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Addiction to Alcohol/Fell off the wagon...once


My alcoholic BF has been sober for the last 14 months.  We have been together for 4 years and the night he finally quit was after he knocked me around for two hours and scared himself (and me).  We broke up for 2 months and I supported him while he got clean,then we decided to try it again. I felt everyone makes mistakes and deserves a second chance (I still believe that).  Well last weekend we had my company Christmas party and my BF arrived drunk.  It is the first time I have seen or suspected him drinking.  He blows it off as a mistake and says it wont happen again.  I took it seriously because he said (while drunk) if I ever left him he would kill me, smash me flat.  I spent Sunday boarding up my windows and planning ahead.  It is 2 days later and he hasn't drank anymore that I know of.  Is it possible for an alcoholic to fall off the wagon for one night or should I prepare for more and leave him  now while he is sober and rational?  I have never dealt with addiction or abuse in my life, I don't want to kick someone while they are down but I don't want a lifetime of pain either. :0(  

Thanks so much for your thoughts.

Hi Laurie

First of all, apologies for my delay in replying to your enquiry – I have been away and due to unforseen circumstances could not access my emails.

I agree that everyone makes mistakes and caring as you do for your boyfriend it is quite reasonable to give him a second chance.  It really depends how many times you are willing to give him a “second chance”.

Alcohol is a mind altering substance and as you have experienced, when people drink too much they often display uncharacteristic behavior which for some, is associated with aggression and violence.

Alcoholism is a powerful disease which is progressive and eventually fatal if the affected person continues to drink. Relapse is common, even when people have been sober for long periods of time and you need to be aware of this if you want to remain in this relationship.

There are many alcoholics living fulfilling and happy lives of sobriety yet no matter how determined they are in the desire to stay sober there is always the risk of relapse. If this occurs, a vigilant alcoholic will get quickly back on track and take the necessary steps to the road of recovery but sadly there are many who do not heed the warning signs and fall back into their old ways. This can be disastrous if they do not seek help and stop drinking.

I would support you to learn as much as you can about the disease of alcoholism so that you can make an informed choice as to your way ahead. You need to be clear of what you are prepared to accept or not to accept.

Set some boundaries around this, with consequences if these are broken and most importantly, if they are broken you must be prepared to follow through. That’s the hard part when you love someone. Be wary of promises as most alcoholics know how difficult it is to follow through with promises to themselves let alone promises to others.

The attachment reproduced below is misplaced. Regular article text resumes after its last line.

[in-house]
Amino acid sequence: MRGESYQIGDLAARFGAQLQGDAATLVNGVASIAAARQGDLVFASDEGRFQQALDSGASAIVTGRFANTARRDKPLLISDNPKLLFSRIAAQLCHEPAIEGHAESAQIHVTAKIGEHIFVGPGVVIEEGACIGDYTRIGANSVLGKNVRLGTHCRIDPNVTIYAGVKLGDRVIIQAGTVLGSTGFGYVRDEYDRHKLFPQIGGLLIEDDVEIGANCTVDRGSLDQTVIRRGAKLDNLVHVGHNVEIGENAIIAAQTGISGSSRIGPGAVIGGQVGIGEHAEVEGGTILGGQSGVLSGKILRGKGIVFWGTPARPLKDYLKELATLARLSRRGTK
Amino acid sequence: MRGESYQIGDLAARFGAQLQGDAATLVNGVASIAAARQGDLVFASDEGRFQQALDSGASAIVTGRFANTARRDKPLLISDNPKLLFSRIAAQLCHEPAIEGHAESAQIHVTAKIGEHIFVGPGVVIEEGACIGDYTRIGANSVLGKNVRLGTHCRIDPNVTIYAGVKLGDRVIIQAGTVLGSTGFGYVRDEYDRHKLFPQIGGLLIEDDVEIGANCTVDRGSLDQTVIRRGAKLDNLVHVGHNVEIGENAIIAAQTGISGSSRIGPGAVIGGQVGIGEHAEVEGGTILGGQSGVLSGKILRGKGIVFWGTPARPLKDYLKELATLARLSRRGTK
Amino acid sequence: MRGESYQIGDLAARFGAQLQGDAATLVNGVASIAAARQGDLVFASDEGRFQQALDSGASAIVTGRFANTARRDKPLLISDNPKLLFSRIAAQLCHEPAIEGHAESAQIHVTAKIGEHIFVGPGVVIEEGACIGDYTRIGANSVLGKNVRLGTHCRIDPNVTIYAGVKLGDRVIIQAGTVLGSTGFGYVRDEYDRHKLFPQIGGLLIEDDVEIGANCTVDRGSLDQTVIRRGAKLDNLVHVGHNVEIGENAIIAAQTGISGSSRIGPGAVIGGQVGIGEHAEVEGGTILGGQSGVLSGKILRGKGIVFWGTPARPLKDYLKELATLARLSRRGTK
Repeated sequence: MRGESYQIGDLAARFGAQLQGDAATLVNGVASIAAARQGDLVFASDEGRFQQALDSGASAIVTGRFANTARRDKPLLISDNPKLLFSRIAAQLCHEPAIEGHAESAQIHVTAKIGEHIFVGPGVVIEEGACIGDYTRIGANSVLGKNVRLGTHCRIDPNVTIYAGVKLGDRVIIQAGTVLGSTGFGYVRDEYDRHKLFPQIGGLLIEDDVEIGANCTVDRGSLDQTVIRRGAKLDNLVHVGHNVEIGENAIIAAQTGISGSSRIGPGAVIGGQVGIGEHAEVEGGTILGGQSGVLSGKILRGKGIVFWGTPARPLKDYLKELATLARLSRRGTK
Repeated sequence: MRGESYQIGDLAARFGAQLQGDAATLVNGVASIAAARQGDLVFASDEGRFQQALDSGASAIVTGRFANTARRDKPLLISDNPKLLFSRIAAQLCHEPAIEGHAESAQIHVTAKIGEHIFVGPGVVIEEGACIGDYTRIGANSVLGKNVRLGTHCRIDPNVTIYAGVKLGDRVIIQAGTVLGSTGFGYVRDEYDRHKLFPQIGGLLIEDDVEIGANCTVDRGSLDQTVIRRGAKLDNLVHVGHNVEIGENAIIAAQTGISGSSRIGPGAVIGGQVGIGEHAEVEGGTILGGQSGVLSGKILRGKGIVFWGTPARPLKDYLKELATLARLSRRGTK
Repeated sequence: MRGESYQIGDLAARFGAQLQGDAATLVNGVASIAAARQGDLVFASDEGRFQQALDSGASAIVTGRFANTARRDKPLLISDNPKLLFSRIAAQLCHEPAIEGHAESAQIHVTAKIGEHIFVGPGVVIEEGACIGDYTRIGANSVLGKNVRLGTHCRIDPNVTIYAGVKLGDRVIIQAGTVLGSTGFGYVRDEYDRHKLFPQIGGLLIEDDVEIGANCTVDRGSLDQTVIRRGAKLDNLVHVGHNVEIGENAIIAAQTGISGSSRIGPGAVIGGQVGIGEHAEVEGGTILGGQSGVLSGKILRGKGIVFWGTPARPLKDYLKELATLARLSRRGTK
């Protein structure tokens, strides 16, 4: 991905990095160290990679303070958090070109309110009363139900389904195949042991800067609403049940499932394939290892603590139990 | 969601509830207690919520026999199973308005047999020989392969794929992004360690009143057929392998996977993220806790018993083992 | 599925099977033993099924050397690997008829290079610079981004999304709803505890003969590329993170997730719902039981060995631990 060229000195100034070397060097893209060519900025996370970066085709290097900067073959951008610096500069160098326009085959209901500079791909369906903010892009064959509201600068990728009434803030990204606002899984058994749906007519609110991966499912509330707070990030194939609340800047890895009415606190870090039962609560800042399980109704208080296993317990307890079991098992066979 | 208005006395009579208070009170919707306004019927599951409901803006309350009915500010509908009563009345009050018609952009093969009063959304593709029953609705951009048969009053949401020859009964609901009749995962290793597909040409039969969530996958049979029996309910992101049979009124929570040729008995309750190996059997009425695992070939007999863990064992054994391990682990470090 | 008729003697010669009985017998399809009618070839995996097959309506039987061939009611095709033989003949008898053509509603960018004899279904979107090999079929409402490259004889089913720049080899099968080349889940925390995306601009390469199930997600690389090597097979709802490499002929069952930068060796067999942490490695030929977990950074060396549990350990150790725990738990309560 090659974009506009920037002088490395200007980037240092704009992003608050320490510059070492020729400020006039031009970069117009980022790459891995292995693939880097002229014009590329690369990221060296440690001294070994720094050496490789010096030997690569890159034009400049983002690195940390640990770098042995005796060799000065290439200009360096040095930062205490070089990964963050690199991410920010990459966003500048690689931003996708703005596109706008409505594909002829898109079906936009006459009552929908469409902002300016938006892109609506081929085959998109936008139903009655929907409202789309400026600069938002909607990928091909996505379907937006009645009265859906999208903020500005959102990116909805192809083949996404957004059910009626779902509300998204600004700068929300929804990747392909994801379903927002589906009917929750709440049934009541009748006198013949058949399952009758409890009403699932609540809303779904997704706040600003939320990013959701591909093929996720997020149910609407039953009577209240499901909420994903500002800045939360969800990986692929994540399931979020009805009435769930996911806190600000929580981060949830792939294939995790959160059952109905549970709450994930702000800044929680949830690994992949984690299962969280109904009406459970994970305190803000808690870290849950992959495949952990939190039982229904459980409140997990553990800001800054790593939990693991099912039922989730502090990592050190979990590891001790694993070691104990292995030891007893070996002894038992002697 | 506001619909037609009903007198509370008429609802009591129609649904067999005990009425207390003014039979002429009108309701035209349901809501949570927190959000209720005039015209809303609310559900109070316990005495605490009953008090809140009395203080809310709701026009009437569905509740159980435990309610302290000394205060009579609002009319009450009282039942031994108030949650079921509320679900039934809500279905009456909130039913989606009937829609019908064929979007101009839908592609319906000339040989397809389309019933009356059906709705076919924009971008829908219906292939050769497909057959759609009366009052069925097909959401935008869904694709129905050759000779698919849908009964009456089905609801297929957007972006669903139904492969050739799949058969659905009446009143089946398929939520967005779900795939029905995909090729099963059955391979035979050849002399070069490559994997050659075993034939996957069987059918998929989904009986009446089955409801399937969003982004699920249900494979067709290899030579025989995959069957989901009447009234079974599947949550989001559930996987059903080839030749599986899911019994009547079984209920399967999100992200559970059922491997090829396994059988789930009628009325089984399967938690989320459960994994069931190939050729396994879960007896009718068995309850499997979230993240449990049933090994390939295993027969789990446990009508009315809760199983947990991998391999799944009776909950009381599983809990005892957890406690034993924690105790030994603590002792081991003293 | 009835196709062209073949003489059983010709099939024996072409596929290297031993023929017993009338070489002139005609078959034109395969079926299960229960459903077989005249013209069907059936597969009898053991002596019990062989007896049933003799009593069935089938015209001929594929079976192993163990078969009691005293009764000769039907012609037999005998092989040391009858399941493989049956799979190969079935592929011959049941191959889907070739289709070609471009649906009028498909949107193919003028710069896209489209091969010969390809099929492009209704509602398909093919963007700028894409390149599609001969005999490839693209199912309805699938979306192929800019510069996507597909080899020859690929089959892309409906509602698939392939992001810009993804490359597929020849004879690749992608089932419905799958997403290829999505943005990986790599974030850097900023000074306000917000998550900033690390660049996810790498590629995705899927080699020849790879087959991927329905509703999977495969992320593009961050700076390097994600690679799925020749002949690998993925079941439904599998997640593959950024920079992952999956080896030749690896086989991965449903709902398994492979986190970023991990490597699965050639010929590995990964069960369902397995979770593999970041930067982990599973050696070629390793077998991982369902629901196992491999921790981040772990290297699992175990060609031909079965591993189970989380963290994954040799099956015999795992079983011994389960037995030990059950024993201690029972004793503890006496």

Finally, nobody has to accept violence of any kind and you need to be honest with yourself as to the likelihood of this behavior happening again regardless of whether your boyfriend is drinking or not.

I strongly support to go to my website for more information on the disease of alcoholism, the way it affects the family and friends and ways in which you can not only help the alcoholic but also get help for yourself.

I wish you well.

Di English

Addiction to Alcohol

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Di English


I can answer questions on aspects related to alcoholism and drug addiction and in particular, questions from families and friends who are suffering from the behavior and consequences of someone’s drinking or drug abuse. My aim is to help these family members and friends gain a better understanding of the disease of addiction and to gain a greater awareness around the choices available to them. I can answer many of the "nuts and bolts" questions that people frequently ask when living with alcoholics or drug abusers. I prefer not to answer questions related to pharmacology or in depth physical effects of drug and alcohol abuse which are better answered by medical doctors and psychiatrists.


I am a registered nurse with 45 years experience, the last ten of which have been in mental health, particularly in the area of drugs and alcohol. I have worked consistently with people suffering from alcohol and drug addiction helping them to deal with their day to day problems and assisting them on the road to recovery. Much of this time has been spent facilitating their group therapy sessions and for the last seven years I have also run a family support group on a bi-monthly basis. I also have a close family member who is an alcoholic and my involvement with both the affected person and their families has allowed me to have a balanced perspective on the problems and issues involved for all concerned.

Al-Anon associate

E book for families - "The Key to Recovery - The Family and the Alcoholic"

Registered Nurse, NLP practitioner skills qualified.

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